This is the first in a series of articles exploring the proposed Central Issaquah Plan and its implications for the people who live and work in Issaquah. The Central Issaquah Plan is a blueprint for converting 1100 acres of valley floor from an area of strip malls, storage units, and parking lots to high-density multi-use development. The City Council hopes to approve a final version of the plan by the end of this year.
Leap forward to 2025. We are walking east along NW Maple Street.
The three-story HighMark Medical Center building, finished in 2011, stands on our left. It and its surrounding parking lot are partially hidden by numerous trees. The sidewalk here passes through a broad, lush, suburban streetscape. The center was the first medical office building in Issaquah certified to meet the rigorous LEED Gold environmental standards.
Across Route 900, some of the parking surface on the left side has been replaced with another office building. This two-story building is similar in character to the HighMark Medical Center, except that it is built right up to the sidewalk. There is ample parking for visitors behind. Construction of two slightly taller buildings in the space adjoining the office building is underway. Together, the three buildings will eventually form a “street wall.”
Otherwise NW Maple Street and the rest of Central Issaquah look much the same as they did in 2012.
Although this vision of the future is a work of the imagination, Issaquah developers and City planners share it to a considerable degree.
“If you walk down any [Central Issaquah] street ten years from now, it is not going to be significantly different than it is today,” said Mark Hinthorne, the City’s Senior Policy Advisor and Special Projects Director in a recent interview. “The scale of change that you would probably see in [the next] ten years will be along the lines of what we have seen over the last five years or maybe even ten years.”
Keeping pace with regional growth
In 2025 the world’s population will have grown from seven to eight billion people in only 15 years. King County will contribute its share. Officials predict that the county’s population will grow faster than many others in the nation, increasing by about 300,000. The birth rate will continue to exceed the death rate, and the population will be augmented by immigrants from other counties, states, and countries.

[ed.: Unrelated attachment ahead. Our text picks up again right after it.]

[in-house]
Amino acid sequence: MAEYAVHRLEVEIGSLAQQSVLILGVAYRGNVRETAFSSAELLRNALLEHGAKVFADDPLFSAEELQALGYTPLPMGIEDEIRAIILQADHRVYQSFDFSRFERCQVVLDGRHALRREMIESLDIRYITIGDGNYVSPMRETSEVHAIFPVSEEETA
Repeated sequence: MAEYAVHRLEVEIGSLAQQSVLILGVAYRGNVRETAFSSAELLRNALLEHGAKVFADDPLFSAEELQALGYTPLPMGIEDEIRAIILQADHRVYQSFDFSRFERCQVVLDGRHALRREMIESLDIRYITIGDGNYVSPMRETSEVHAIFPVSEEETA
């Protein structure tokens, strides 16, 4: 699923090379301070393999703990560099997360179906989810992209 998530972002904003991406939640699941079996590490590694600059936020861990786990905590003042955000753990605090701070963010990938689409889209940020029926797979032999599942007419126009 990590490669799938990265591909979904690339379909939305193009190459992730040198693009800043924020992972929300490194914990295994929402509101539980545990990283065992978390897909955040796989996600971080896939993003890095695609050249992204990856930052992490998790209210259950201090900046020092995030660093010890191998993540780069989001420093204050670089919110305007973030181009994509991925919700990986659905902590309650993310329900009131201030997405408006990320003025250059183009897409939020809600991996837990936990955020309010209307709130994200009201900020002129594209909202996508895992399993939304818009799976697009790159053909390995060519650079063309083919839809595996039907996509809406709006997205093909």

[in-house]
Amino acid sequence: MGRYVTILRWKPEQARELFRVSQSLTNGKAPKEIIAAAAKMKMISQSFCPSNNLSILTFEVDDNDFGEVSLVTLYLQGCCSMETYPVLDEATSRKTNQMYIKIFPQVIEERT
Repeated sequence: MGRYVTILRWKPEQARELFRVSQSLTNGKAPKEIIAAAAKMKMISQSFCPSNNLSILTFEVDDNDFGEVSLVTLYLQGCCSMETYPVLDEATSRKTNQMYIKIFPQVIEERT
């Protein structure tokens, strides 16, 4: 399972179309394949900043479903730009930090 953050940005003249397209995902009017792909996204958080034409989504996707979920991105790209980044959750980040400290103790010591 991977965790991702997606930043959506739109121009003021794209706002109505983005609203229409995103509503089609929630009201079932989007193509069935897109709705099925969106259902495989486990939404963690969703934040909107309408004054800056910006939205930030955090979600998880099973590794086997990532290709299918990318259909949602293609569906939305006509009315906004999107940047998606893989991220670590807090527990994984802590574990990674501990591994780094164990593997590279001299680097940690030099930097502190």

Issaquah will keep pace by developing new homes and business space in the Issaquah Highlands, on the slopes of Cougar Mountain, and in the vicinity of the old gravel pit alongside Highlands Drive.
Thanks to this development, Issaquah will harbor about 2000 new households in 2025. With the annexation of neighboring communities, Issaquah’s population could grow by 13,000 to 43,000.
But growth won’t stop there, and it will eventually spark a transformation in Central Issaquah.
Making room for more
“As the region keeps growing, everybody is going to need to continue to take their share,” noted Hinthorne. Under the State of Washington’s Growth Management Act, each county is required to accommodate twenty years of growth and to allocate that growth among its various urban and rural areas. King County forecasts that its population will grow 16% over the next twenty years, expanding from 1.9 million to about 2.3 million people in 2031. Issaquah has agreed to accommodate at least 5000 more households to fulfill its share of this requirement.
Central Issaquah is an obvious location to absorb this growth. The Central Issaquah subarea covers 1100 acres of the valley floor on either side of I-90. Not only is it adjacent to a major Interstate and Route 900, but it is arguably underdeveloped. It is a landscape dominated by old storage units, single-story office buildings, and barren pavement. 75% of the area is covered by parking lots.
Predicting how Issaquah will look as it accommodates the expanding population over the next few decades is difficult at best. It is impossible to accurately forecast how the economy will change over the course of ten, twenty, or thirty years, or how technological improvements and evolving cultural norms will affect development. A city can help form its future, however, by creating long-term plans with ordinances that support their implementation. As computer scientist Alan Kay said, “Look, the best way to predict the future is to invent it.”
Issaquah needs to invent a future that accommodates tens of thousands more people and jobs, with the services, infrastructure, and amenities to support them.
Issaquah’s leaders are attempting to invent this future by developing a Central Issaquah Plan to guide Central Issaquah’s long-term transformation to a higher-density development that can sustain future growth.
The City’s leadership has considered two plan proposals. The first, known as Task Force Recommendation (Action Alternative 1), is based on recommendations developed by a citizen task force. The City administration developed the second proposal, known as Core Growth Center (Action Alternative 2), which features higher density housing in the urban core.
The versions grow out of somewhat different visions of what Issaquah needs to succeed. Each proposal possesses controversial features. Each entails an element of risk. Both face opposition from residents who chose Issaquah for its suburban character.
So what happens if Issaquah does not adopt a Central Issaquah Plan?
The second article in this series will explore what an Issaquah of the future might look like without the adoption of a Central Issaquah Plan. Parts three and four will take a closer look at the two alternative recommendations.